Realism and dark humour are obviously high on Weappy’s checklist and the game tries very hard to present a view of modern policing that many will recognise – though probably more from TV and films than from any real understanding of how a police force is run.
While it’s happy to keep Jack (played by Jon St. John, the voice of Duke Nukem) at a remove for most of the game, it seems odd that he should be the one to solve every investigation and personally juggle HR issues – such as someone requesting a day off or showing up drunk to work. Though these elements work well in the context of This Is The Police, they make it a little confusing and it becomes harder to suspend disbelief as you play. It’s difficult to reconcile the day-to-day running of the police force with Jack’s home life, too. He doesn’t seem overly concerned about the massive liberties that outside forces take with respect to him or the police force and bothers himself much more about his wife and scraping together cash for his retirement, making for a fairly large disconnect between the player, whose only input is in police matters, and the main character who pretty much couldn’t care less. Unless it affects his cut.
This Is The Police also takes a hit and miss approach to the dark humour side of things and it’s often difficult to tell if the game is trying to be funny or highlight a serious issue facing today’s society. This Is The Police tries to tackle the problems of sexism, of age versus ability, the rights of people in the LGBT community and even racism and hate-crimes during the course of the game, as well as all that homicide, burglary and disturbance of the peace.
On a couple of occasions I’ve been left feeling a little taken aback at the sort of thing that the developers feel it’s okay to joke about. Frequently, the game will throw up a ‘crime’ in progress and you’ll send officers along only to find that it’s a false alarm: the screams of a woman and fear of rape could turn out to be a horror movie on too loud, for example, or suspicions about a strange man hanging about in a park full of kids is actually just someone walking their dog.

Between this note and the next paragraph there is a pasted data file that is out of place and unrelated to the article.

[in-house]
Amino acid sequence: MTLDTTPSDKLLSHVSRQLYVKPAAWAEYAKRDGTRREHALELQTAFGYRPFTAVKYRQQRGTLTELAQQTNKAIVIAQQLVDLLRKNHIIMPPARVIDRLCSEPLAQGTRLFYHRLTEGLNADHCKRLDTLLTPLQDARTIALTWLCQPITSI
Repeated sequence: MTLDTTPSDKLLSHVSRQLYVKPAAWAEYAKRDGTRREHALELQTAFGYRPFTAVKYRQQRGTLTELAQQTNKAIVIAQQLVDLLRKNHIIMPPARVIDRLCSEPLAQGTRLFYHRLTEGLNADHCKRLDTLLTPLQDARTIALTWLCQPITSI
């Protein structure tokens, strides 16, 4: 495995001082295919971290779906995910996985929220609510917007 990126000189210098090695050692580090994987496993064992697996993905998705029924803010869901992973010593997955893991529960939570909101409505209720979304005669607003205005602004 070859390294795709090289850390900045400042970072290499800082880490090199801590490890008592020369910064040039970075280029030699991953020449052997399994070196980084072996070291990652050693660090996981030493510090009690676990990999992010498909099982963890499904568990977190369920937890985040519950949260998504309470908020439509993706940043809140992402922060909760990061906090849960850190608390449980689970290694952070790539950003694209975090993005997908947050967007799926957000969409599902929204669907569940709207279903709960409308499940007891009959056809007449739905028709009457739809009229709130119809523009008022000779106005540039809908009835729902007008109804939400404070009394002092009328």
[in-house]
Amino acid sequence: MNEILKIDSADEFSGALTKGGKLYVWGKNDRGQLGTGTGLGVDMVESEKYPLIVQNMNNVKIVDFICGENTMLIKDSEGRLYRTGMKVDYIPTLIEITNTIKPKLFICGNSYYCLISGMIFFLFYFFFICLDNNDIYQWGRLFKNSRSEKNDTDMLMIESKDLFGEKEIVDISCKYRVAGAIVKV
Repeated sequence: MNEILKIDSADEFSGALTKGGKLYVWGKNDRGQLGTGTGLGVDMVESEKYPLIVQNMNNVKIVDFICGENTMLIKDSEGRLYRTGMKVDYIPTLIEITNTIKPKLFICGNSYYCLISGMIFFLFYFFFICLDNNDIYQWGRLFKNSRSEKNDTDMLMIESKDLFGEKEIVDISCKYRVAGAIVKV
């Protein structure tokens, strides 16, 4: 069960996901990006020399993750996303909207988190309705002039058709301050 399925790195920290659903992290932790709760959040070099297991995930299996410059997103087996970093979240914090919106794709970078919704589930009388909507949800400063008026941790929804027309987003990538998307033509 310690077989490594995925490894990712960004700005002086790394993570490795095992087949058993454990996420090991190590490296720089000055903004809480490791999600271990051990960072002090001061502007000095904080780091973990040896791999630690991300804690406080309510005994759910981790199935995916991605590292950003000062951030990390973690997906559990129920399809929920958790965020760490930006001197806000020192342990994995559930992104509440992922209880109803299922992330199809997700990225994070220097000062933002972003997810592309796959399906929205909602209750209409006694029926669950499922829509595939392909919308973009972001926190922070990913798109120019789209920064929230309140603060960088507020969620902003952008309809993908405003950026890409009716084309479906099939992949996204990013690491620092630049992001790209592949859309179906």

It’s city hall that’s to blame for bringing the player the really big moral choices and – by extension – some of the most questionable situations that the game puts you in. Often, events will transpire that call for the mayor to request something and, if you don’t deliver – for whatever reason – you’ll always be penalised. But it’s not always that easy to acquiesce to his demands, either.
I’ve had requests to let all of my “older” officers go so I could bring new blood into the force, to hire more Asian cops to look good for a diplomatic visit and, twice, to “defend” city hall from peaceful protests – one a march for equal rights for the LGBT community and one a rally against racial discrimination. Then I was asked to fire all of my black employees for “their own protection”. It seems fairly obvious that the game expects you to try to do what’s right (more often than not the opposite of what Mayor Rogers is asking of you) but it only ever punishes you for doing so.
Story-wise, however, these developments really do help to set the tone of the game and to breathe some much-needed life into what can, on occasion, be a fairly sterile experience. It seems, in tying the player to the chief of police, the developers have missed the more compelling and interesting story unfolding: that of the city itself. Realising the city’s story through its crimes would have been a much more interesting prospect, for me at least, than figuring out if Jack Boyd ever got back with his wife or made his half million.
Despite all of that, This Is The Police really is a fun, engaging and ultimately very challenging police procedural simulator with a coherent story, some interesting characters (Jack’s mother-in-law, for example), good voice acting and a distinctive style that means it’s nice to look at, too.
It might rub some people up the wrong way in light of the current sensitivity surrounding US law enforcement, but it should be said that, while it might exhibit less tact in dealing with some of those situations that hit closer to home, This Is The Police still gives the player the ultimate choice: they can choose to do what’s morally right or… not.
In the end, This Is The Police seems to be saying, it’s all up to you.